15. 15.  Generalized horizontal bone loss
  16. 16. LIMITATIONS OF RADIOGRAPHS1. Do not indicate the internal morphology or depth of the crater- like interdental defects, which appear as angular or vertical defects.2. Do not reveals the extent of involvement on the facial & lingual surface.3. Bone destruction on mesial & distal root surface may be partially hidden by dense mylohyoid ridge.4. Dense cortical plates on the facial & lingual surface of the interdental space obscure destruction that occur in the intervening cancellous bone.* Thus it is possible to have deep craters in the bone between facial & lingual plates without radiographic indications of its presence.
  17. 17.  A reduction of only 0.5 – 1.0 mm in the thickness of the cortical plate is sufficient to permit radiographic visualization of destruction of the inner cancellous trabeculae. Interdental vertical lesion in the posterior area with thick facial or lingual bone may not be isolated in interdental area. But it may continue facially & lingually to form a trough like defect that cannot be seen radiographically. These lesion may terminate on the radicular surface or may communicate with the adjacent interdental area to form one continuous lesion.
  18. 18.  Figure on right shows - Two adjacent lesion connecting on the radicular surface to form one inter-connecting osseous lesion. Although radiopaque pointer placed in radicular defects will demonstrate the extent of bone loss.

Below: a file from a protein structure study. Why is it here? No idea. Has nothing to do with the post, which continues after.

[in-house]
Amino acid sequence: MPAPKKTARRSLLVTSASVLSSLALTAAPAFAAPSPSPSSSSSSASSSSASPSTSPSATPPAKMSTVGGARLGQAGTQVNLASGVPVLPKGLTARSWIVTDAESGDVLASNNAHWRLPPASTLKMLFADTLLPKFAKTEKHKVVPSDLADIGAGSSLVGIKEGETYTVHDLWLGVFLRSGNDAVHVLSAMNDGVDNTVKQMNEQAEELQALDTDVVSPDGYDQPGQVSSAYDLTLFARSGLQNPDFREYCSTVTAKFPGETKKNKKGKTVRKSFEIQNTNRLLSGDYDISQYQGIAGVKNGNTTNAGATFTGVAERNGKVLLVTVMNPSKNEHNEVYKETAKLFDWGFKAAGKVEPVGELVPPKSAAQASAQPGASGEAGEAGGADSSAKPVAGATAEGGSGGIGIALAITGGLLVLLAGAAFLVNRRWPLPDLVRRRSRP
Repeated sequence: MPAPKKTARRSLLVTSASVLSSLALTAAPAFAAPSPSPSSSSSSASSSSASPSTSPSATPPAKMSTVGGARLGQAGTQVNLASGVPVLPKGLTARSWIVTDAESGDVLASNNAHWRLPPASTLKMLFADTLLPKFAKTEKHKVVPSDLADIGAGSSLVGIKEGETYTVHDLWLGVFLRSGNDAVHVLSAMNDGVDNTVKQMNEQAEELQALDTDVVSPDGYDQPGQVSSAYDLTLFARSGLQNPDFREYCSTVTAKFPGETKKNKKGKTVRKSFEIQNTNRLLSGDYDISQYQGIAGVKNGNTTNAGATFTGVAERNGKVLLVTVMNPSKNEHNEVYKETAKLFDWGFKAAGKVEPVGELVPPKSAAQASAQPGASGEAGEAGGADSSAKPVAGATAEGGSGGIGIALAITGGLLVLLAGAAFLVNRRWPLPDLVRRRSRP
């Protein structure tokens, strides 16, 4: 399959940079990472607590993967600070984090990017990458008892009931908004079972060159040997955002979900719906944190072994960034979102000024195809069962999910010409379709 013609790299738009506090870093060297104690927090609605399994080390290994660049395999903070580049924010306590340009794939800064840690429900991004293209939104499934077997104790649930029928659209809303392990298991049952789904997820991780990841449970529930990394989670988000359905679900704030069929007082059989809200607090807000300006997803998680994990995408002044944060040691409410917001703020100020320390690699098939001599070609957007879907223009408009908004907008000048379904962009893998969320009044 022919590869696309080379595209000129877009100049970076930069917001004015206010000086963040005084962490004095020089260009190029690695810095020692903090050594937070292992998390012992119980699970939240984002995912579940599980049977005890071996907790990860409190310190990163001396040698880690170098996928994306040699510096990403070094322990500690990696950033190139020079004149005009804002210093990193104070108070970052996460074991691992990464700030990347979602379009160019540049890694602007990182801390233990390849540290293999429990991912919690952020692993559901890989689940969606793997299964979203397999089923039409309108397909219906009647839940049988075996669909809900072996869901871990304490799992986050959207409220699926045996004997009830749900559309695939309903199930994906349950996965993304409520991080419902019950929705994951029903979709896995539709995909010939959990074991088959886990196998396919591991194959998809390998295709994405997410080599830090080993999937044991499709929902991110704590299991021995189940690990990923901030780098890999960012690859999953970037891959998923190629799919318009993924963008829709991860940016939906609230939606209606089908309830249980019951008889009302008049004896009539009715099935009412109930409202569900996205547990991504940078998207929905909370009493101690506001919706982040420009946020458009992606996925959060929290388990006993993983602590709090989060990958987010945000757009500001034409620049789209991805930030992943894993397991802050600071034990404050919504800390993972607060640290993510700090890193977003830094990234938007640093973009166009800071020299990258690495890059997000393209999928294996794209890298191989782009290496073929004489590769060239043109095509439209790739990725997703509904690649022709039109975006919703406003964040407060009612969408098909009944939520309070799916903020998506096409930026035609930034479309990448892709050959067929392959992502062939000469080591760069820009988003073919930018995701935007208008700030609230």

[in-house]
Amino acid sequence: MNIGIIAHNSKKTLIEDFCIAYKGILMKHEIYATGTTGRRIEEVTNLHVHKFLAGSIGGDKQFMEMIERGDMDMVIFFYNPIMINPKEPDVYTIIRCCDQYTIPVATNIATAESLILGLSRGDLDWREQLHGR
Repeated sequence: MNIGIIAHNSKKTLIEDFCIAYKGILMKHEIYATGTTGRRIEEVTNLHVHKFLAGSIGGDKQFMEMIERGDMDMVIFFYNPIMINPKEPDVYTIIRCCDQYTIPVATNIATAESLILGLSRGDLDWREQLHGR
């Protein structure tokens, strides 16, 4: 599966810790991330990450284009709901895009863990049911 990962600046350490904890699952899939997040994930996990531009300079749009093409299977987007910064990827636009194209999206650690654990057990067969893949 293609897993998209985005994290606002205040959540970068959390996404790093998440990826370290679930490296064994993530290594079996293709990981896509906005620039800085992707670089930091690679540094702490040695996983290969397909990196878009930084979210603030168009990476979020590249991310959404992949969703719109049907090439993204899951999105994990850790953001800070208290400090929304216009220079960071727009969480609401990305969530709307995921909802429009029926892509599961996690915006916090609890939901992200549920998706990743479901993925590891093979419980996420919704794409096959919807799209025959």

19. 19.  Gutta percha packed around the teeth increases the usefullness of radiograph, for detecting the morphologic changes of osseous craters & involvement of facial & lingual surfaces.
  20. 20. RADIOGRAPHIC CHANGES IN PERIODONTITISSequence of radiographic changes in periodontitis & the tissue changes thatproduce them :1. Earliest radiographic changes in periodontitis: Fuzziness + a break in the continuity of the lamina dura at the mesial or distal aspect of crest of interdental septum.o These result from extension of gingival inflammation into the bone causing widening of the vessel channels and a reduction in calcified tissue at the septal margin.
  21. 21. 2. A wedge shaped radiolucent area is formed at the mesial or distal aspect of crest of septal bone.o The apex of the area is pointed in the direction of the root.o This is produced by resorption of the bone of the lateral aspect of the interdental septum, with an associated widening of the periodontal space.